If any of the above warning signs sound familiar, consider expanding your commitment to prototyping and possibly setting up a dedicated team. This means assessing the resources you and your company will need to create it.
Most importantly, you will need full support from top management to effectively provision, protect and maintain that team. Prototyping is often considered the least important task. Consequently, a team that is prototyping will often lose developers, designers, or artists to "more important" tasks. This can be devastating. Being treated as the least important team hurts morale and quality, and losing and adding members during development will break the team's focus and create friction. The company needs to be convinced that prototyping is a high-value activity.
Initially you will need a small team of at least three or four people who have cross-disciplinary skill-sets, including art, design, and programming. This doesn't mean that every individual be expert in every skill (though that wouldn't hurt), but each individual should have at least two of these skills. If each member of the team isn't self-sufficient, it becomes important that they communicate and cooperate well.
Each member should have responsibility for the resulting quality of his or her prototypes. When I say "quality", I mean the resulting fun. There may be a manager in charge of the team, but avoid including someone who will start making all the decisions for the team.
For one thing, it recently has been demonstrated that diverse teams will create better solutions and predictions than experts, and more importantly, most decisions should be resolved through testing and data rather than through relying on anyone's personal opinion.
You will need people to test your prototypes -- possibly a lot of people. This initially can be solved by asking people from the rest of the company to play the prototypes and provide feedback. However, in the long run, you should have a budget for external testers, because you need play-testers from your target demographic who have not been "tainted" with the earlier builds.
Last but certainly not least, you want to be smart about setting expectations. Don't expect hits immediately, or even within the first several months. Expect and value failure. I know this sounds crazy, but if you prototype a promising idea and quickly find that it isn't fun, the early failure of this idea will have saved your company months of wasted effort had you put that idea into full production.
Now that you're convinced you need to do more prototyping, and you've put together your team and set expectations, your first challenge will be to collect game ideas. Most people in the game industry have some good ideas, but ideas from a small group of people are never enough. When you are collecting ideas, you want to collect as many as possible, from a variety of people with different perspectives.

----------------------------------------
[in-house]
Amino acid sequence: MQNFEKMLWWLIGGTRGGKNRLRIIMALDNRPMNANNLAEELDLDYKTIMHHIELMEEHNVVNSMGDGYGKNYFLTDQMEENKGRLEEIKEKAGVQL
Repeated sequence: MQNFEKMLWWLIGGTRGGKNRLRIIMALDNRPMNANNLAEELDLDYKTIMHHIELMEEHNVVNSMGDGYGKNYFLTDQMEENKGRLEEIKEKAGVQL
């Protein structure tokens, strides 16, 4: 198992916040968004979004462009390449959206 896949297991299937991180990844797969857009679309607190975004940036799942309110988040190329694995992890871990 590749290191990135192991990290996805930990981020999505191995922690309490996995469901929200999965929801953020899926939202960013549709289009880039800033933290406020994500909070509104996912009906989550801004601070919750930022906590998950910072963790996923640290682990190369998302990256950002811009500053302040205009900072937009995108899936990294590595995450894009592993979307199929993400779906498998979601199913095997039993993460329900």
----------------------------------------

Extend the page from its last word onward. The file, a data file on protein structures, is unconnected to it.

Arkadium decided to make the process of idea creation and prototype evaluation as open as possible. Not only because we think that hiding this process could be bad for morale, but because every game company is filled with creative, passionate people who would love to contribute if only they were given the opportunity. We make it easy for any Arkadium employee to submit ideas, and offer monetary and prestige incentives. You should always remember that your company's next hit idea could come from any employee.
After my team has selected an idea, we follow a process of rapid prototyping and idea evaluation based on the theory that "you can't be sure it's fun until you've played it", and you should embrace "failing fast and frequently".
These are the key steps we take during this process:
This seems like a pretty simple formula, but the details get a bit tricky when trying to strike a balance between prototype quality and development speed. We've learned a lot about this process, and we're excited to share some of our discoveries with you.
R&D at Arkadium makes a lot of prototypes. To give you a general feeling for the speed of development, one programmer is expected to build a prototype every two to three weeks with enough function, art, sound and contextual help to get peer and public feedback that is meaningful. Any developer used to working with timelines defined in months or years would probably be terrified at this proposal. So it's important for an R&D team to recognize the differences between a prototype and a full game, and where it's appropriate to cut corners and where it's not.
Most importantly, the goals of a prototype are different from the goals of a full game.
Here are some of the primary goals of a production game:
To achieve this, we use a huge host of tools, including:
This list only scratches the surface of the myriad of tools used by a developer when making a hit game. For example, a discussion of how to choose the best "demography-targeted theme" could take a whole book. So, in order to let a programmer create a prototype every two weeks, we have to loosen our goals quite a lot.
Our goal for prototypes, created at Arkadium, is to create enough of a game to expose the unique core mechanic and let people decide if it's fun.
For this, we use a simplified set of tools:
As you can see, by comparing these lists, there are a lot of elements we are able to ignore. You and your team need to have a laser-focus on the main goal of creating a fun, playable core mechanic as quickly as possible. Our team uses a two-week deadline; you may want to set your goal a little shorter or longer, but having a tight target will ensure that you stay on track and keep focused.